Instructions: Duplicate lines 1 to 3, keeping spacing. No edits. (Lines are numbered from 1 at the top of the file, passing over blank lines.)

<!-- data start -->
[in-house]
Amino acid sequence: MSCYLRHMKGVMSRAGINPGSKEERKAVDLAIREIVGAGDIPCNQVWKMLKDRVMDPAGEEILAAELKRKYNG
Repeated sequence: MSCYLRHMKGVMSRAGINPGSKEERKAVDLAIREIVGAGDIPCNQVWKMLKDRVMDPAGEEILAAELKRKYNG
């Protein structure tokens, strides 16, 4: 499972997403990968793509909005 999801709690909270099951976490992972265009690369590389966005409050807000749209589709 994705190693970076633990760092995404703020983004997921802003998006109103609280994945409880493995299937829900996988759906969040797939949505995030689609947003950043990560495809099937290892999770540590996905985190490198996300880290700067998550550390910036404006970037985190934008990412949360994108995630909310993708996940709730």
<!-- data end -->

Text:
[in-house]
Amino acid sequence: MSCYLRHMKGVMSRAGINPGSKEERKAVDLAIREIVGAGDIPCNQVWKMLKDRVMDPAGEEILAAELKRKYNG
Repeated sequence: MSCYLRHMKGVMSRAGINPGSKEERKAVDLAIREIVGAGDIPCNQVWKMLKDRVMDPAGEEILAAELKRKYNG